CIVIL SOCIETY PAKISTAN

February 20, 2008

The people have spoken

Filed under: POST-ELECTIONS 2008 — civilsocietypakistan @ 4:42 am
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THE NEWS

FEBRUARY 20, 2008

EDITORIAL


Wednesday, February 20, 2008
President Pervez Musharraf and the leaders of the successful political parties, Asif Ali Zardari and Mian Nawaz Sharif, now have new ground realities and new challenges to face after the people of Pakistan have spoken in a resounding manner. They have spoken in favour of democracy, of peace, of law and order and have emphatically given a stinging rebuke to the forces of extremism and obscurantism in the country and beyond. The voters have very wisely and peacefully, almost in a silent revolution, comprehensively rejected the old power structure with all its perversities and this is the new reality which a bruised and shattered presidency will have to accept. February 18, 2008, will be remembered in the country’s history as the day that the people of the nation were allowed to speak with their real voice. It also is incontrovertible proof that contrary to what the naysayers, the collaborators and the usurpers desire, democracy is what Pakistan desperately needs � because that is the only way that a revolution such as the one that has taken place can occur and rid the nation from things that are bad for its health.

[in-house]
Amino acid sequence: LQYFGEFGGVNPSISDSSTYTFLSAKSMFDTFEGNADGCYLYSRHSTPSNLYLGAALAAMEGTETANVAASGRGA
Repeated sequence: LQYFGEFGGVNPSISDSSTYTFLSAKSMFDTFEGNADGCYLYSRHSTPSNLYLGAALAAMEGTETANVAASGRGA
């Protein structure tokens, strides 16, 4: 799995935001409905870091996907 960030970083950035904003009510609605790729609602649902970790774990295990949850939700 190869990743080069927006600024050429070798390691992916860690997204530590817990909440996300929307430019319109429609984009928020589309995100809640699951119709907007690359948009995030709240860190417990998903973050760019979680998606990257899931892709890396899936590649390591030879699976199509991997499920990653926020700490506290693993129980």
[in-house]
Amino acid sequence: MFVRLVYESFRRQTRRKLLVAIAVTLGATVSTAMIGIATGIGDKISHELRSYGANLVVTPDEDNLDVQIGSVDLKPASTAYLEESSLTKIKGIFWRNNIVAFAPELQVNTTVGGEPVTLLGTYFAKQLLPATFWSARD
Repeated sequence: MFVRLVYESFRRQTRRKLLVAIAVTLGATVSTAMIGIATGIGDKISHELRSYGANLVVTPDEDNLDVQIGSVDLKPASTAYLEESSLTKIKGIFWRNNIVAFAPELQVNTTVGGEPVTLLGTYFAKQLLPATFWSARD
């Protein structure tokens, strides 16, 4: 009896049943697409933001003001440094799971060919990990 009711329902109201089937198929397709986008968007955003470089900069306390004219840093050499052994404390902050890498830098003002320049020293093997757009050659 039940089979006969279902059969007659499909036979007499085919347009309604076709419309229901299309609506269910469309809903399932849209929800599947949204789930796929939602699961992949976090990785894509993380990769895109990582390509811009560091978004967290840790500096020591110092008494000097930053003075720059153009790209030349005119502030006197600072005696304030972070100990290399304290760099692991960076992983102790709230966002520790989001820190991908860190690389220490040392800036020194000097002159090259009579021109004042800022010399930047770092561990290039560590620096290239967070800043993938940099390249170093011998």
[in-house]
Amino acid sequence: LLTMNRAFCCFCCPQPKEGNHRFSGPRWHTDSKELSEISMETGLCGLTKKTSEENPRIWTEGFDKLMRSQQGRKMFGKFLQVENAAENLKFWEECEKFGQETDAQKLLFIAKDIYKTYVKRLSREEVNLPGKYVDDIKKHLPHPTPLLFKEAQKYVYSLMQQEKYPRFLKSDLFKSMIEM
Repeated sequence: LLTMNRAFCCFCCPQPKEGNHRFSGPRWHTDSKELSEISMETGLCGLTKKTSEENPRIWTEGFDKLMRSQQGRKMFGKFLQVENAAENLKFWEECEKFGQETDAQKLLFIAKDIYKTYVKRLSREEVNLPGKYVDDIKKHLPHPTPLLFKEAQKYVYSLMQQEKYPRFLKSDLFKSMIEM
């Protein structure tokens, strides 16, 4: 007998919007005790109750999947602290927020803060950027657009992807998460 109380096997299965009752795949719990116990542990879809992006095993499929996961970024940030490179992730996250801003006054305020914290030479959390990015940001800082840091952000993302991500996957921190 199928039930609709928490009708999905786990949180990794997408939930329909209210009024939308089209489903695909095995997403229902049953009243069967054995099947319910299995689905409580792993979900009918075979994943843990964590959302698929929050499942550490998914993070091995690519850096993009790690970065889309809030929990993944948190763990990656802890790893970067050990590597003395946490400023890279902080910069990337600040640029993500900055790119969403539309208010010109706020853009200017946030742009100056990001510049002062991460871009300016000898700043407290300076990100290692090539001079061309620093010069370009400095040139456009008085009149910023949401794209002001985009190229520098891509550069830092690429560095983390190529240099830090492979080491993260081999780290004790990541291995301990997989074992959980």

Prior to the election, and on the day of polling as well, the president had said that he would accept the results and work with whoever emerged as the winner. The onus is now on him to ensure that he carries out this pledge � of course assuming that the PPP and the PML-N would be willing to work with him. In his first press conference after the election, PML-N chief Nawaz Sharif was asked about the future of the president. His response was not the impeachment option, but rather that first the pre-Nov 3 judiciary needed to be restored and that it would then decide on whether his election as president was constitutional.